Uproar over hoax as Mr Lee remains in critical condition
SINGAPORE — Former Minister Mentor Lee Kuan Yew continues to be critically ill, as the police today (March 19) warned against spreading falsehoods to deceive the public.
The police were responding to media queries over a police report filed by the Prime Minister’s Office over a hoax involving screengrabs of a fake PMO webpage announcing that Mr Lee died, which went viral on yesterday night, duping several international media outlets in the process, which later apologised for putting out erroneous tweets and reports.
“We take a very stern view against anyone who doctors a government website to spread false information to deceive the public. We will spare no effort to bring them to task. We also advise the public not to spread falsehoods,” said Assistant Commissioner of Police Melvin Yong, the director of the police public affairs department.
The PMO said today that Mr Lee, who has been warded at the Singapore General Hospital since Feb 5 after coming down with severe pneumonia, was critically ill in the hospital’s intensive care unit. His health improved on Feb 28, but has since worsened, with the PMO reporting a deterioration in his health on Tuesday and yesterday.
The fake webpage has drawn widespread backlash from the public. 67-year-old retiree Teo Kwee Lock, who was among the stream of Singaporeans who visited SGH yesterday to show support for Mr Lee, said the people who spread such hoaxes and rumours are “horrible”. “They don’t respect (what Mr) Lee Kuan Yew has done for him...I really feel sorry for all these people,” he said.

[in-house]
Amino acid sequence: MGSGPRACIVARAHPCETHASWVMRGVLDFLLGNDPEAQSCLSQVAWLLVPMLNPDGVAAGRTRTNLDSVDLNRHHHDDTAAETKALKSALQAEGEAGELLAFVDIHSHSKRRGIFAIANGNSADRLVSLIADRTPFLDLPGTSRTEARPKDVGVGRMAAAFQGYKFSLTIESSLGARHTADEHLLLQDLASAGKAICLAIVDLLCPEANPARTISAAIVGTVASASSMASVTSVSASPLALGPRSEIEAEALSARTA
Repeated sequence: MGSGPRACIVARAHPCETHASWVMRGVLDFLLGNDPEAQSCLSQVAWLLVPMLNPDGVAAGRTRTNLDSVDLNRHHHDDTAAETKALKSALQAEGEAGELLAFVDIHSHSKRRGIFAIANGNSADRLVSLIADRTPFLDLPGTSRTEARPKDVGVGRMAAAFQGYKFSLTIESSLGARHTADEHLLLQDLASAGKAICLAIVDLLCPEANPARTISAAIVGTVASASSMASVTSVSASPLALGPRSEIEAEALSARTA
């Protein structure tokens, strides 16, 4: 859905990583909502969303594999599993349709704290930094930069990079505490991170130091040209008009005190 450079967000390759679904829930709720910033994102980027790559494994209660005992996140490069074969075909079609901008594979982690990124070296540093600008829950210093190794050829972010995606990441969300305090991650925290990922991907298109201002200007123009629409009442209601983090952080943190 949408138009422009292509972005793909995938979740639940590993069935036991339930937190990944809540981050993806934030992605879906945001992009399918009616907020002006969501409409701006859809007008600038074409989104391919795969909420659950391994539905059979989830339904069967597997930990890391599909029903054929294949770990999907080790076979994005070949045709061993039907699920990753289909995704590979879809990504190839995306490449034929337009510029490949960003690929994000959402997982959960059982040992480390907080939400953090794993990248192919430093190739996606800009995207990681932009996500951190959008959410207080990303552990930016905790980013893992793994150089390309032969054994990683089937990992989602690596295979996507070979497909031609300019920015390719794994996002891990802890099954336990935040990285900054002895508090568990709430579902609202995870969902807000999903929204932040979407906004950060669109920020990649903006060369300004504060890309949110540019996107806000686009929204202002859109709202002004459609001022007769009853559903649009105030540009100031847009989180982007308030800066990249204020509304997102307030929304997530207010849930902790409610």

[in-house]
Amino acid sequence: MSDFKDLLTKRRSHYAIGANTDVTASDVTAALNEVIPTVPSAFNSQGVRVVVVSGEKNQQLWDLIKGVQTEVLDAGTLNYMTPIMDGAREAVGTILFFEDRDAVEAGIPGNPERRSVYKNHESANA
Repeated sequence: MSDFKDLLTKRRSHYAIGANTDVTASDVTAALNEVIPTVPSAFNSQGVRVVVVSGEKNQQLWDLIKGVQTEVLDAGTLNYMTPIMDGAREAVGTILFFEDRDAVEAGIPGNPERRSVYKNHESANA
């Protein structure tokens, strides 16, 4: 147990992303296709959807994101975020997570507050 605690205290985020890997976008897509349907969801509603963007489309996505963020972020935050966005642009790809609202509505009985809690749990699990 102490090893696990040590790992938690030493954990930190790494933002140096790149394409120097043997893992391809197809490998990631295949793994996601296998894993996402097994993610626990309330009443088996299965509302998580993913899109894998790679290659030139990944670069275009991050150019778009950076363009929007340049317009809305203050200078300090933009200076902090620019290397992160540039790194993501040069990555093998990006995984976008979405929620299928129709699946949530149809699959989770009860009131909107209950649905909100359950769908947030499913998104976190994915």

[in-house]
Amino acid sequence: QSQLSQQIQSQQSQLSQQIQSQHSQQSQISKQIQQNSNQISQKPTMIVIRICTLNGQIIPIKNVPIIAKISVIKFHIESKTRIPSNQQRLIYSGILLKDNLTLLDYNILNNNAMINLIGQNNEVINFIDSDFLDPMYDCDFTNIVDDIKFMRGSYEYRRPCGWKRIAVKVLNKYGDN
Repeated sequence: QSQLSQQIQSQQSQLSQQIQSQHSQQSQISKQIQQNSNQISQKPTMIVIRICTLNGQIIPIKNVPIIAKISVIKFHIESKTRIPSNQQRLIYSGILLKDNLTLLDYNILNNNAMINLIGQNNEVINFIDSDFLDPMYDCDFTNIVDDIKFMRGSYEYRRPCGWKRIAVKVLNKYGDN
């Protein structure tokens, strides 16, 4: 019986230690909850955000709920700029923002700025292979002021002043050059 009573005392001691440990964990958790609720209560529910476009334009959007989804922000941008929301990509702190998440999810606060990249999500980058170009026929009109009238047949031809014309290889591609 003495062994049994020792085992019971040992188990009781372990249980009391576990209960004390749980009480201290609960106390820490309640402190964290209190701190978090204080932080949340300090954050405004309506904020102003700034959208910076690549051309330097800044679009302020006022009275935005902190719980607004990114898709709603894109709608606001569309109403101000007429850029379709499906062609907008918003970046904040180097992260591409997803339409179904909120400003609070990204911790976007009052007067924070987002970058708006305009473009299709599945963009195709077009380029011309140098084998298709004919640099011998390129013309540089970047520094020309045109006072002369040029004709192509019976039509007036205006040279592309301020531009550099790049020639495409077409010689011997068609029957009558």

Ms Denise Tan, 29, a marketing manager said when she was shown a picture of the screengrab by her friend, they both teared up, thinking it was real. “Then my brother messaged me to tell it that it’s a hoax and I was so angry! I hope whoever did it is arrested for doing such a thing,” she said.
Member of Parliament Vikram Nair (Sembawang GRC) said he was initially taken in by the “announcement” as well. “The hoax was done in very bad taste. The challenge would be to finding whoever did this and prosecuting them. There are adequate laws in place to deal with them,” said Mr Nair, who sits on the Government Parliamentary Committee for Communications and Information. He added: “Right now all the updates about (Mr Lee) being critically ill, people are all expecting the worse.”
Under the Penal Code, it is an offence to cheat by pretending to be another person. It is also an offence — forgery — to make a fake document or electronic record with the intention of causing damage or injury to the public or to any person, among other things.
Mr Zaqy Mohamad (Chua Chu Kang GRC), who is chairman of the Communications and Information GPC said the hoax was not only “grossly insensitive” to the family of Mr Lee, but also a case of someone impersonating a government website. “That would have to be dealt with harshly,” he said.
He also noted that the PMO website was down when he went to check on the hoax. “We should look at our (cyber) infrastructure and we shouldn’t have a down time especially in time like these. We need greater resilience on our information dissemination platforms,” he said.